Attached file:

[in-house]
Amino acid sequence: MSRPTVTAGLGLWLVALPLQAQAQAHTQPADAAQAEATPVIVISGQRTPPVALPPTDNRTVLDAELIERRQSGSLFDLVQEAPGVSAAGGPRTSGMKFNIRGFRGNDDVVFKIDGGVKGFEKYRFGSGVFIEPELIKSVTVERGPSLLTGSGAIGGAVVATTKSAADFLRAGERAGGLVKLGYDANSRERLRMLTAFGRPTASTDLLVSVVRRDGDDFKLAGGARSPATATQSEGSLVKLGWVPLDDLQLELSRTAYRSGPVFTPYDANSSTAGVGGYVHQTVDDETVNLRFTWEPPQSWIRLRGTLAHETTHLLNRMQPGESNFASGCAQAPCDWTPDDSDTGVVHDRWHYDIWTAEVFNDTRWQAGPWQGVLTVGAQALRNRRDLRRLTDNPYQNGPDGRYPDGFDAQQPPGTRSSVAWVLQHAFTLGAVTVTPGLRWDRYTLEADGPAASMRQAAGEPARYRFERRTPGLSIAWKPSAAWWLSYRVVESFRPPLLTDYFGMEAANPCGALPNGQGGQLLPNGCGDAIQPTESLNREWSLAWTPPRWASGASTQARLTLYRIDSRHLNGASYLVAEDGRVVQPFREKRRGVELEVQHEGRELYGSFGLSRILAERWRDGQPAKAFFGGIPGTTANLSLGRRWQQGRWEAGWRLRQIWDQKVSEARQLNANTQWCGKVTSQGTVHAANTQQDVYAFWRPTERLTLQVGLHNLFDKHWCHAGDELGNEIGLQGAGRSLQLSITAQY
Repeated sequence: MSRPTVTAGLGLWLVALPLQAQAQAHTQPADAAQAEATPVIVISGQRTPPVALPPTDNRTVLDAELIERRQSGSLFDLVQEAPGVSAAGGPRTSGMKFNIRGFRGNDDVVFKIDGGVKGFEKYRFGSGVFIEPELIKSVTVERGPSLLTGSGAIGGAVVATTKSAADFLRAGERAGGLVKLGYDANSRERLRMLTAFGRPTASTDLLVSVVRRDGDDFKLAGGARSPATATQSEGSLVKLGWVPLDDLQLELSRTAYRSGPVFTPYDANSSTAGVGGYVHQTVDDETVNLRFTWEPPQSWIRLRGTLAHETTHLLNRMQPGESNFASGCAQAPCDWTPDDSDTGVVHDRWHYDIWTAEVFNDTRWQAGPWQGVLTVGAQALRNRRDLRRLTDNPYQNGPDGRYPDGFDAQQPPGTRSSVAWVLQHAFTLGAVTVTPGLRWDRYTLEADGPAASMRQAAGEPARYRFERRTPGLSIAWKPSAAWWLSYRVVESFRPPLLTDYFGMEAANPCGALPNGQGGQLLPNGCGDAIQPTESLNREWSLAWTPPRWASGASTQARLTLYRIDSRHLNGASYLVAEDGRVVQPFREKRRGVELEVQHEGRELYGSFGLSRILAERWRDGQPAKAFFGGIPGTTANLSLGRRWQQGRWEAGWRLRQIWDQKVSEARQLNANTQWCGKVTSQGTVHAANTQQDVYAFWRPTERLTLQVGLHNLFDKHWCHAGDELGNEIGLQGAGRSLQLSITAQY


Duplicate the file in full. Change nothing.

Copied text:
[in-house]
Amino acid sequence: MSRPTVTAGLGLWLVALPLQAQAQAHTQPADAAQAEATPVIVISGQRTPPVALPPTDNRTVLDAELIERRQSGSLFDLVQEAPGVSAAGGPRTSGMKFNIRGFRGNDDVVFKIDGGVKGFEKYRFGSGVFIEPELIKSVTVERGPSLLTGSGAIGGAVVATTKSAADFLRAGERAGGLVKLGYDANSRERLRMLTAFGRPTASTDLLVSVVRRDGDDFKLAGGARSPATATQSEGSLVKLGWVPLDDLQLELSRTAYRSGPVFTPYDANSSTAGVGGYVHQTVDDETVNLRFTWEPPQSWIRLRGTLAHETTHLLNRMQPGESNFASGCAQAPCDWTPDDSDTGVVHDRWHYDIWTAEVFNDTRWQAGPWQGVLTVGAQALRNRRDLRRLTDNPYQNGPDGRYPDGFDAQQPPGTRSSVAWVLQHAFTLGAVTVTPGLRWDRYTLEADGPAASMRQAAGEPARYRFERRTPGLSIAWKPSAAWWLSYRVVESFRPPLLTDYFGMEAANPCGALPNGQGGQLLPNGCGDAIQPTESLNREWSLAWTPPRWASGASTQARLTLYRIDSRHLNGASYLVAEDGRVVQPFREKRRGVELEVQHEGRELYGSFGLSRILAERWRDGQPAKAFFGGIPGTTANLSLGRRWQQGRWEAGWRLRQIWDQKVSEARQLNANTQWCGKVTSQGTVHAANTQQDVYAFWRPTERLTLQVGLHNLFDKHWCHAGDELGNEIGLQGAGRSLQLSITAQY
Repeated sequence: MSRPTVTAGLGLWLVALPLQAQAQAHTQPADAAQAEATPVIVISGQRTPPVALPPTDNRTVLDAELIERRQSGSLFDLVQEAPGVSAAGGPRTSGMKFNIRGFRGNDDVVFKIDGGVKGFEKYRFGSGVFIEPELIKSVTVERGPSLLTGSGAIGGAVVATTKSAADFLRAGERAGGLVKLGYDANSRERLRMLTAFGRPTASTDLLVSVVRRDGDDFKLAGGARSPATATQSEGSLVKLGWVPLDDLQLELSRTAYRSGPVFTPYDANSSTAGVGGYVHQTVDDETVNLRFTWEPPQSWIRLRGTLAHETTHLLNRMQPGESNFASGCAQAPCDWTPDDSDTGVVHDRWHYDIWTAEVFNDTRWQAGPWQGVLTVGAQALRNRRDLRRLTDNPYQNGPDGRYPDGFDAQQPPGTRSSVAWVLQHAFTLGAVTVTPGLRWDRYTLEADGPAASMRQAAGEPARYRFERRTPGLSIAWKPSAAWWLSYRVVESFRPPLLTDYFGMEAANPCGALPNGQGGQLLPNGCGDAIQPTESLNREWSLAWTPPRWASGASTQARLTLYRIDSRHLNGASYLVAEDGRVVQPFREKRRGVELEVQHEGRELYGSFGLSRILAERWRDGQPAKAFFGGIPGTTANLSLGRRWQQGRWEAGWRLRQIWDQKVSEARQLNANTQWCGKVTSQGTVHAANTQQDVYAFWRPTERLTLQVGLHNLFDKHWCHAGDELGNEIGLQGAGRSLQLSITAQY